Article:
Bringing more voices to the table: Stories and their meaning

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In the week of World Reading Day, and a week ahea of the Puku Story Festival, Joana Bezerra of Rhodes University's Community Engagement division uses stories and their meaning as a starting point for a discussion about perspective and attitude

In the week of World Reading Day, and a week ahea of the Puku Story Festival, Joana Bezerra of Rhodes University's Community Engagement division uses stories and their meaning as a starting point for a discussion about perspective and attitude

Throughout our lives we hear stories about people and places from all over the world. 

We might never set foot in these places, but we already have certain expectations of how they would be because of these stories. 
Some are told over and over again, monopolising how we see a group of people or a particular place. For example, the story about how passionate South Americans are about football, or how the sun always shines on the African continent. 

These stories become more and more natural to us. They become the only thing we know, not leaving room for any alternative, addition or facet of these people and places. Who could ever dream of a South American who isn’t passionate about football?

That they would be interested in other sports or not be interested in sports at all? Who would know that it snows in South Africa? 
When one story becomes dominant, its subject – be that a person, people or place – is simplified to the extreme and robbed of any other possible way of existing.

Imagine if you had to choose one story to represent your life. 

Which one would you choose? 

Whichever the choice, one story cannot paint the full picture of who we are. In this sense, the stories we hear shape our understanding of people and places. This is because stories are a way to share knowledge, and this knowledge can be either explicit or implicit in what we hear. 

Another important element when looking at stories is the storyteller. 

Who is telling the story? How different would the little Red Riding Hood story be if it was told by the grandmother? Or by the wolf?

Universities produce knowledge about people, places and interactions. In doing this, they are telling stories. 

When researchers write about their work, they are sharing with the world their story about a particular topic. However, the researcher tells the story from his/her experiences and understanding. 

Let’s take the water issues facing Grahamstown as an example. If we ask a researcher from the Pharmacy Department at Rhodes University about the water situation, they will tell us a story.

If we ask someone from the Department of Environmental Science, they might focus on different elements of the story. If we ask the residents of Grahamstown East they will tell another story and the residents of Grahamstown West will have their own account.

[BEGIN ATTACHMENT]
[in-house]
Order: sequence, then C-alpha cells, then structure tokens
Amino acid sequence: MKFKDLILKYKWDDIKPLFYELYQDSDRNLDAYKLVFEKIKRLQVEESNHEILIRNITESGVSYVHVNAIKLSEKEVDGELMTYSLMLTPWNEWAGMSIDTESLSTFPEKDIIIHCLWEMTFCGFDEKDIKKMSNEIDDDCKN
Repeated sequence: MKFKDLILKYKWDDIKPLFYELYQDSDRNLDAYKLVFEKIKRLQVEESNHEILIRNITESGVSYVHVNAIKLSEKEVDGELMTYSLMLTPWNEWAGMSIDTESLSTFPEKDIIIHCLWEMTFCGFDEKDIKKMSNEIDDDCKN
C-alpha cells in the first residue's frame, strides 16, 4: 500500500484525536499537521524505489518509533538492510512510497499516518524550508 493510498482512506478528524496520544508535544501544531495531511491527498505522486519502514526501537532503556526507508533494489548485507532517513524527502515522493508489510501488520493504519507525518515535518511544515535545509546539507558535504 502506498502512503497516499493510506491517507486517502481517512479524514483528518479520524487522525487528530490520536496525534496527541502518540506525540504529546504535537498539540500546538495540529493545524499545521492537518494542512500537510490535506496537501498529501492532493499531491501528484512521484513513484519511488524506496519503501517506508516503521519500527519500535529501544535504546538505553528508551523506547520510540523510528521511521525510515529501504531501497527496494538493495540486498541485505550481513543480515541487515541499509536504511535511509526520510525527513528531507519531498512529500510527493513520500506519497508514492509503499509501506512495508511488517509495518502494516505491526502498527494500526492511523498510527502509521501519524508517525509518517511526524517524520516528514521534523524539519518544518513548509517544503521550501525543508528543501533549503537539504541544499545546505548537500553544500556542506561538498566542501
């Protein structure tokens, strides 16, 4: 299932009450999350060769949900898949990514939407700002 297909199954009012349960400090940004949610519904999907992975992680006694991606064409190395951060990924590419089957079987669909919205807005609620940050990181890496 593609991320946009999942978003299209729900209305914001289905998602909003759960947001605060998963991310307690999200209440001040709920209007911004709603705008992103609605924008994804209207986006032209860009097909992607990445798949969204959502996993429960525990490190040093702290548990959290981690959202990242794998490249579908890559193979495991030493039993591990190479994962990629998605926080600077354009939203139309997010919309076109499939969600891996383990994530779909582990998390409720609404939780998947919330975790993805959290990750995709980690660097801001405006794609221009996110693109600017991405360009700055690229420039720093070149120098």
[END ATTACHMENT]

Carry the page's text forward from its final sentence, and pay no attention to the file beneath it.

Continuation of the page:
Is only one of them true? Couldn’t they all be true to some extent and reflect the different aspects of this issue and of the different realities of residents of Grahamstown? 

Multiple stories will illustrate the rich and complex elements of this issue. 

In painting a richer picture of people and places, there are two key questions: how can we bring more stories to the table and how can we make them heard? 

This is where Community Engagement comes in: Bringing different people around the table, creating a space for these stories to be told, giving them legitimacy; and filling a gap between the University and the all the residents of the town. In doing so, Community Engagement also helps to demystify some of the dominant stories that those involved might have about each other and about particular places.  

The fundamental role of a university is to generate and disseminate knowledge. Community Engagement builds bridges in order to create more spaces where this can happen in a plurality of ways, allowing new stories and new storytellers to rise. 

The Community Engagement Division at Rhodes University presents a rich portfolio of projects, bringing together staff, students and community partners, changing not only how stories are told, but also who tells them. 

The Student Volunteer Programme offers the opportunity for volunteers to work with community partners around Grahamstown. Volunteers come together in small groups and once a week dedicate their time to work with a community partner. 

The ‘Siyakhana @ Makana’ Programme supports students who want to build relationships with community organisations, assisting in the process of planning their projects and in the development of shared goals and interests from the start, triggering a shift from organisations that get in touch with partners with projects already set in stone, to a collaborative work where the project itself is built together. 

‘Nine Tenths Mentoring’ is a Programme which aims to guide matric students to cope with their last school year, helping them reach their full potential. 

These are only a few of the Community Engagement Programmes at Rhodes allowing over 600 students to volunteer weekly. 
Come help us write and tell different stories. 

* Joana Bezerra works in the Community Engagement Division, Rhodes University. This piece is part of a series called Leading the vVsion – a series by significant Grahamstown players meaningfully contributing to key areas of growth and transformation in education, economic development, arts and culture and local governance.

 

 

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